Time for Tech? Yes!

What a year, eh? The markets been thrust into chaos, and tech stocks are largely getting obliterated:

Company

YTD Return

VASCO Data Security (NASDAQ:VDSI)

(52.4%)

Juniper Networks (NASDAQ:JNPR)

(30.3%)

ValueClick (NASDAQ:VCLK)

(22.7%)

Seagate Technology (NYSE:STX)

(21.3%)

Nokia (NYSE:NOK)

(16.1%)

Source: Yahoo! Finance.

The economy could be to blame. Even though classic tech stocks such as Research In Motion (Nasdaq: RIMM  ) are still blowing away expectations, there's evidence that things are about to get a whole lot worse.

That's unquestionably bad news. But is that enough to merit the sectorwide sell-off we're seeing? I'm not so sure. Look at those five stocks once more. This time, we'll factor in their expected growth:

Company

2008 PEG

VASCO Data Security

0.73

Juniper Networks

0.97

ValueClick

1.14

Seagate Technology

0.57

Nokia

1.20

Source: Capital IQ, a division of Standard & Poor's.

Now, what if I told you that every single one of these stocks is cheaper (relative to its potential) than stalwarts Johnson & Johnson (NYSE: JNJ  ) and Procter & Gamble?

It's true. J&J's 2008 PEG is a heady 1.69. Procter & Gamble is more reasonably priced at 1.52, but still well above most of the techies. Even Wal-Mart -- a favorite of many cheapskate investors -- can't touch tech's best with its 1.35 PEG. (I should note here that those PEG ratios will look worse if a prolonged downturn slows tech spending growth.)

But did you call tech stocks a value?
Yes, I did. History proves that the best value stocks are often considered high-priced. But here, "high-priced" is an often relative term that investors frequently misunderstand -- especially when it comes to firms breaking new ground.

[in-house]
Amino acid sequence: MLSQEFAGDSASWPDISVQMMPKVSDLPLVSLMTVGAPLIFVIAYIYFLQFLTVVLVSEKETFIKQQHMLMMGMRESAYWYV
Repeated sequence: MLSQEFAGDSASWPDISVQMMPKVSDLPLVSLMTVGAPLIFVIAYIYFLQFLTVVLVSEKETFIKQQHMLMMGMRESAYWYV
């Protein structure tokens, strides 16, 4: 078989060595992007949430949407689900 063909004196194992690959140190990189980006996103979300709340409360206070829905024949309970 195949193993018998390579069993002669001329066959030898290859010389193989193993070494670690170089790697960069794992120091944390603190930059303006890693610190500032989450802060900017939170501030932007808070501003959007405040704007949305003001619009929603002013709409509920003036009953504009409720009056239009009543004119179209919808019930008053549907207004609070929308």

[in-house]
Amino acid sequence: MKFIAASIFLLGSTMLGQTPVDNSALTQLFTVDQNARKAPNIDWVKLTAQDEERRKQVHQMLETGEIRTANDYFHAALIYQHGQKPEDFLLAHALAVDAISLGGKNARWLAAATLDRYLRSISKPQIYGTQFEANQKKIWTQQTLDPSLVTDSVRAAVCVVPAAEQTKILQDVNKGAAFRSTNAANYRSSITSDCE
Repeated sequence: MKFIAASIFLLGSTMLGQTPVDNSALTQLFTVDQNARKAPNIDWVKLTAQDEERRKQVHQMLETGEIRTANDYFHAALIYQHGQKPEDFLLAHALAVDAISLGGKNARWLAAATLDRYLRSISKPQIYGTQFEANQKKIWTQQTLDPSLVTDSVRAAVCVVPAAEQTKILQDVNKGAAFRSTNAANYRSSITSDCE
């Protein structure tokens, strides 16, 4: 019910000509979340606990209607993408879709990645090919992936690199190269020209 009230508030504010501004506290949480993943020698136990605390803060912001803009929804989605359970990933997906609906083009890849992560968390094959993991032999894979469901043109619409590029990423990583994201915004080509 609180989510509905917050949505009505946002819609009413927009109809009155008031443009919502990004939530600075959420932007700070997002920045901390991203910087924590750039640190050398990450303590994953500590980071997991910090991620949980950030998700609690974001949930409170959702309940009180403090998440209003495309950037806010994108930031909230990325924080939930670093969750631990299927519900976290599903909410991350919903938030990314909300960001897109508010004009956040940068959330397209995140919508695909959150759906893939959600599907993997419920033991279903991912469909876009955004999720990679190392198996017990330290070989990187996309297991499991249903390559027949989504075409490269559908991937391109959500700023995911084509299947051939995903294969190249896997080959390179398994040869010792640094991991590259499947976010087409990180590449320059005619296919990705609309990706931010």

For those with the guts to buy, that's an opportunity to seize. Fortunately, many investors do.

A Russell Investment Group survey of 340 investment managers last September found that a whopping 73% of these pro stock pickers are bullish on tech -- an all-time high. Cheap valuations will do that.

But so will a deeper understanding of top tech firms, which are responsible for the greatest business enabler in the history of the world -- the Internet. Here's a short course in the natural advantages that many of these firms possess:

  1. Once you're in, you're in. Tech firms tend to operate on long-term contracts. Think of Oracle. The database specialist requires its customers to sign up for multiyear maintenance deals after installing its software. That way, it's guaranteed a rich stream of predictable, high-margin revenue, much of which becomes free cash flow.
  2. All business is e-business. Name a company. Who's that again? Oh, yeah, I know them. They've got a database. And a few hundred PCs. And a few servers to feed those PCs and two dozen internal and external websites. File cabinets? Nah, they trashed those years ago.
  3. A better balance sheet. By virtue of their innovative streak, tech firms are more likely to realize higher margins, and thus greater cash flow, than your average retailer or manufacturer. So much cash flow, in fact, that they can't ever seem to spend it all. Seriously. Ask Apple CEO Steve Jobs what his plans are for his company's $18.4 billion war chest.

Grab a cart -- we're going shopping
See my point? Tech is timeless, because all business, in every sector, depends on it. Software, hardware, chips, the Web -- they're all essential elements of a global economy that's hitchhiking on the digital highway, with no intention of turning back.

And now, thanks to Mr. Market's unstable personality, they've suddenly gone cheaper. How lucky is that? Very, I'd say. See you at the bargain rack.

Fool contributor Tim Beyers writes for Fool.com and our market-beating Rule Breakers growth investing service. Ten of the team's picks have at least doubled since the newsletter's inception. See them all with a 30-day free pass to Rule Breakers.

Tim owned shares of Nokia, Oracle, and Seagate at the time of publication. Wal-Mart is an Inside Value pick. Johnson & Johnson is an Income Investor recommendation. Apple and VASCO Data Security are Stock Advisor selections. The Motley Fool's disclosure policy is a rebel with a cause.


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